Is 2021 the year open banking delivers on its promise?
By Brian Coburn, CEO, Bridge
December 18, 2020
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By Brian Coburn, CEO, Bridge
December 18, 2020
If we’ve learned anything from 2020, apart from how to bake the perfect sourdough loaf, it’s how to do things differently. Not many of us are where we thought we’d be at the beginning of this tumultuous year. Targets have been thrown out of the windows and KPIs ripped up like yesterday’s chip paper.
Shopping habits changed almost overnight. Merchants stopped being able to take customer behaviour for granted and felt the pressure of competition. According to McKinsey, in the first six months of the year, consumers spent $347bn online with US retailers, up 30 percent from the same period in 2019. In the UK this year, shoppers upped their spending on FMCG goods by £678m in July alone, and online sales accounted for 97 percent of this growth. Geographical and age-related differences reduced as many older demographics turned to online shopping. This year’s changes have been both radical and stressful – to say the least – putting more pressure than ever on securing every revenue opportunity.
Open banking has potential to transform the rules of finance and financial transactions. It takes the power away from the banks and gives both merchants and consumers greater opportunity for choice. In doing so, it also threatens the payment oligopoly of major card providers. A report from PwC predicts that £7.2bn of revenue opportunity will be created by open banking within two years, with 71 percent of SMEs and 64 percent of adults anticipated to adopt it for e-payment transactions by 2022.
These new ways to pay, such as buy-now-pay-later apps, Google Pay and order-ahead apps have seen mass adoption, and consumers are shopping around to find payment methods and deals that suit them best. Merchants are under pressure to cater to the payment preferences of their local market because more than one-third of consumers will abandon a transaction if their preferred method of payment isn’t available. The simple reality is that merchants shut themselves off from certain markets if the consumer has no way to pay.
Offering payment choice is important, but another key advantage of open banking for merchants is the lower cost of sale. Open banking avoids card-related network fees and reduces fraudulent transactions, which means less revenue is spent on transaction-related fees and reimbursements. Merchants can turn this into benefits for their customers through discounts and loyalty rewards, and apply better access to insight data to delivering a more personalised shopping experience.
All of these changes have presented a huge opportunity for the ubiquity of open banking – much-hyped but still under-utilised – as consumers seek new ways to pay conveniently and securely.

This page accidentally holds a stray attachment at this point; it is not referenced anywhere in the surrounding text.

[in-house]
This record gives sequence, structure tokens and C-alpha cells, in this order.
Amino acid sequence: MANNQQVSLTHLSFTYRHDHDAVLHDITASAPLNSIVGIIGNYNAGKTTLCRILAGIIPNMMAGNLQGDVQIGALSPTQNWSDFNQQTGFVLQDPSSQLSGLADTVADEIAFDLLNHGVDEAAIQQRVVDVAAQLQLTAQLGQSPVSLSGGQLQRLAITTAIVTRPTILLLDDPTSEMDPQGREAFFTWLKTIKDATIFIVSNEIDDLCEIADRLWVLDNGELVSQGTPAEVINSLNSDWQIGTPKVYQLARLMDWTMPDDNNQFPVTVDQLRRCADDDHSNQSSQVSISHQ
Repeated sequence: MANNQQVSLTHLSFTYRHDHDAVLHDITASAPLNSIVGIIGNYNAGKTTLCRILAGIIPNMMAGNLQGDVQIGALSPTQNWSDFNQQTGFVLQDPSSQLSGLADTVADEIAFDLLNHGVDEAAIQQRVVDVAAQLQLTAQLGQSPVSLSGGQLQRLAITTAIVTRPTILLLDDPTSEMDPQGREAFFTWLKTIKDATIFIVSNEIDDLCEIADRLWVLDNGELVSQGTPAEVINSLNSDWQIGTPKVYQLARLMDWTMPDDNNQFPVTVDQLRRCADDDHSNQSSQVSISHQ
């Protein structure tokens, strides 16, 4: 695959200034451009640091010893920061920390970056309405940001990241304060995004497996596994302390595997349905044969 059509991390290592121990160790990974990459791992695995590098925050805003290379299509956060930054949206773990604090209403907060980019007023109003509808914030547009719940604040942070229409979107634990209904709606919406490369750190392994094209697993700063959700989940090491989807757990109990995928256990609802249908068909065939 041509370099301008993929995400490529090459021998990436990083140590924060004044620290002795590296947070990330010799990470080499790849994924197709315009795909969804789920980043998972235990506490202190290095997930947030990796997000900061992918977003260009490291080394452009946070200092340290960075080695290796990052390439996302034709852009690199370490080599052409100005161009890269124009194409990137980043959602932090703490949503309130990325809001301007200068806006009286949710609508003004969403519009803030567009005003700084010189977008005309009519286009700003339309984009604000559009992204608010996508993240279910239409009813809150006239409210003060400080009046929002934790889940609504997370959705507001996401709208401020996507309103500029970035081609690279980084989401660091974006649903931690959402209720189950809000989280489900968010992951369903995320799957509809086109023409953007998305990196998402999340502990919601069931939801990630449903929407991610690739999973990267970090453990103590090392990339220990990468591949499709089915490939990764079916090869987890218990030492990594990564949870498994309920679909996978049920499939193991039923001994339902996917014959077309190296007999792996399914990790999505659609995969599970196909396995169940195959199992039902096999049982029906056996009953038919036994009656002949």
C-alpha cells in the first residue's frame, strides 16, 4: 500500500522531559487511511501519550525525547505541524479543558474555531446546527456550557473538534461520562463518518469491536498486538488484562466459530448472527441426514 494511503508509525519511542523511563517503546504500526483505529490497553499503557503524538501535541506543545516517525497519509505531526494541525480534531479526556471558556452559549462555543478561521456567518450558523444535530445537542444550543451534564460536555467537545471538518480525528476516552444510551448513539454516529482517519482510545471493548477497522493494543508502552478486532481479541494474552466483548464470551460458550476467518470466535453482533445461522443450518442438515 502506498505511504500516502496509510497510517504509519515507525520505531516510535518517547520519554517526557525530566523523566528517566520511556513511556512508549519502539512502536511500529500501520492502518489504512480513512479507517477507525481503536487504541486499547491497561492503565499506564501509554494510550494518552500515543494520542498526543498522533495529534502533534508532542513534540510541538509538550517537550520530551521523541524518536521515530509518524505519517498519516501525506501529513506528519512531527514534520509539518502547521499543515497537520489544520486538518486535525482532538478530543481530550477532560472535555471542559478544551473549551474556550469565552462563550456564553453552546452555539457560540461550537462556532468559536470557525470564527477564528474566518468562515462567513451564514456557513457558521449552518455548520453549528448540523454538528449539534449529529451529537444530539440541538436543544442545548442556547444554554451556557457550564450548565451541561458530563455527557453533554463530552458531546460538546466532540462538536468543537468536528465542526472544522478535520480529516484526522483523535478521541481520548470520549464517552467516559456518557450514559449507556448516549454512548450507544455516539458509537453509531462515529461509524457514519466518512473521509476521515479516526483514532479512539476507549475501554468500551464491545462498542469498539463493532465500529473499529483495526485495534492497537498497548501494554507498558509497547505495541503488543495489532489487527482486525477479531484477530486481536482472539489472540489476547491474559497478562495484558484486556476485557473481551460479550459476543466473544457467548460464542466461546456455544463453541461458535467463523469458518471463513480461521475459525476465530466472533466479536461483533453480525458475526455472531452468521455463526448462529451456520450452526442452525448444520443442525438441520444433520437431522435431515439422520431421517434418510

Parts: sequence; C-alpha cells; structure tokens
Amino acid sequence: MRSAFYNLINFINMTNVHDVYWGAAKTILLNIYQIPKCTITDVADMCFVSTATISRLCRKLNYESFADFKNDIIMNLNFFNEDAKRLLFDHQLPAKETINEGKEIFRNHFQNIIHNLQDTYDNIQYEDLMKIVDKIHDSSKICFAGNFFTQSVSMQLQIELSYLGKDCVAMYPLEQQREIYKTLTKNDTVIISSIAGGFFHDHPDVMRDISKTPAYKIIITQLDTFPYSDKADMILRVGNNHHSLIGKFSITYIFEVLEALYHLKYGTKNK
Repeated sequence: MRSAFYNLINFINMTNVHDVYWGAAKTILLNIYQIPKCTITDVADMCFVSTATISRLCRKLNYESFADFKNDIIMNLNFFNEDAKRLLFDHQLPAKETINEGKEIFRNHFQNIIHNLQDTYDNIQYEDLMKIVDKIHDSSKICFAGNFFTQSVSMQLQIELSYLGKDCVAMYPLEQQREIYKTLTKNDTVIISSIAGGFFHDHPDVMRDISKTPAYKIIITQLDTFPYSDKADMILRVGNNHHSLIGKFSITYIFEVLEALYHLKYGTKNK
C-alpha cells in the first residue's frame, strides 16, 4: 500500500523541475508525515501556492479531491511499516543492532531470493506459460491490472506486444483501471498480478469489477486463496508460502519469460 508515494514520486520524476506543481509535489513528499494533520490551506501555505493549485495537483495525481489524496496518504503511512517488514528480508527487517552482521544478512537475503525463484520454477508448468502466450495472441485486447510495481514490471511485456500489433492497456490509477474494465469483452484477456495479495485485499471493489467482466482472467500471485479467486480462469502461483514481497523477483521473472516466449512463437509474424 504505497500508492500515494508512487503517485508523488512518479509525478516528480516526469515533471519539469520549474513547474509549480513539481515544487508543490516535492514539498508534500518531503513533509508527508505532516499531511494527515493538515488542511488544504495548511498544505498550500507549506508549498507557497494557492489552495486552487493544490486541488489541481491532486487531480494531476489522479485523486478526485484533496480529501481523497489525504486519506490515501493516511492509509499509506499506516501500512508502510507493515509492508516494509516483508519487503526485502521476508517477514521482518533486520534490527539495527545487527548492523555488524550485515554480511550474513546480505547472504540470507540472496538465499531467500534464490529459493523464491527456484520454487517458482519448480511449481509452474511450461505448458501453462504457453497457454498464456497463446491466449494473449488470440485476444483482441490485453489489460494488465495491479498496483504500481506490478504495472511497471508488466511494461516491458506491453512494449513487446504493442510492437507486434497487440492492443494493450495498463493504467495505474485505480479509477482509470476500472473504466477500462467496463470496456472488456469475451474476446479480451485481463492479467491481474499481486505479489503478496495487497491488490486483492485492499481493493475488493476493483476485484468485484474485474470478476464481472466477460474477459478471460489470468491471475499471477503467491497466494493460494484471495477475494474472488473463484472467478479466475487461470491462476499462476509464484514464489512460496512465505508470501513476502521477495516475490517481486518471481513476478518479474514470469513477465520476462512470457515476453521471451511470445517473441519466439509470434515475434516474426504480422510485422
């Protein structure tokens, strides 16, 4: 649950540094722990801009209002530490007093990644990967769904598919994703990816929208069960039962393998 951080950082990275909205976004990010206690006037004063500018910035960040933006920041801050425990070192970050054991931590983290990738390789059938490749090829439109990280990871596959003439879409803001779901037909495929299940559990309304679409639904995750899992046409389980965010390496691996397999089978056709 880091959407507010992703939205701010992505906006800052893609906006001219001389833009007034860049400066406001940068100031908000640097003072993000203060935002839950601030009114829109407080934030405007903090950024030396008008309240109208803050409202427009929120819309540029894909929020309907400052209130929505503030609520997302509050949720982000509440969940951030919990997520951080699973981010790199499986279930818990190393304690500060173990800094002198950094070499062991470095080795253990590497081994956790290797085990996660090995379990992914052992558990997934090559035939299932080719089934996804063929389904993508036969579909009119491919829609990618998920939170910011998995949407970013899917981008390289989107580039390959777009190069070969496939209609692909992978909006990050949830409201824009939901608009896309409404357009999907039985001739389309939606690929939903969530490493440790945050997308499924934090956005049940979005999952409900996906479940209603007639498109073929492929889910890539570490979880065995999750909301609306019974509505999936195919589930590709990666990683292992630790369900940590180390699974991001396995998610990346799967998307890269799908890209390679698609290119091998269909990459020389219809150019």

Open Banking may also create new opportunities that encourage merchants to stop seeing payment types as point-to-point silos and a ‘no go’ area for innovation. For example, if an open banking payment fails it could be that the consumer has insufficient funds for the transaction, which the merchant could use as a prompt to offer a tailored buy-now-pay-later option to secure the sale. It’s a win-win situation, with the merchant securing the revenue and the customer receiving a highly personalised experience that fosters future loyalty.
Of course, this level of agility and innovation requires greater insight and tighter control over the payment system. The exchange of data has to take place securely and in a well-structured way via application programming interfaces (APIs). While extended choice for consumers is exciting, it can feel like added complexity for merchants, who have multiple payment providers to deal with. Yet that too can be easily overcome.
Just as open banking is opening up financial services, payment orchestration opens payment systems up to embrace change and opportunity. A single integration layer creates unified control over multiple payment channels, and makes introduction of new, disruptive payment services much easier, quicker and less costly.
Furthermore, intelligent routing means merchants are able to manage payments based on their chosen business rules. This allows them to add or remove payment providers without costly or complex integration work. It allows for experimentation with new offers and structured payment plans, as permanent additions to the retail proposition, or as limited term and flash offers.
Because of the opportunity it presents, and enabling technologies such as payment orchestration now making it easier to adopt, we believe that 2021 is the year that companies can finally embrace the open banking opportunity. It will liberate merchants from constrictive e-payment alliances and enable them to do things differently at the financial end of the transaction.
Although the concept of open banking has been active for a few years, the present acceptance of change is creating an environment in which it can thrive. Coupled with the addition of payment orchestration to a merchant's toolset, this could well be the catalyst for the widespread open banking services adoption we hope to see in 2021 and beyond.
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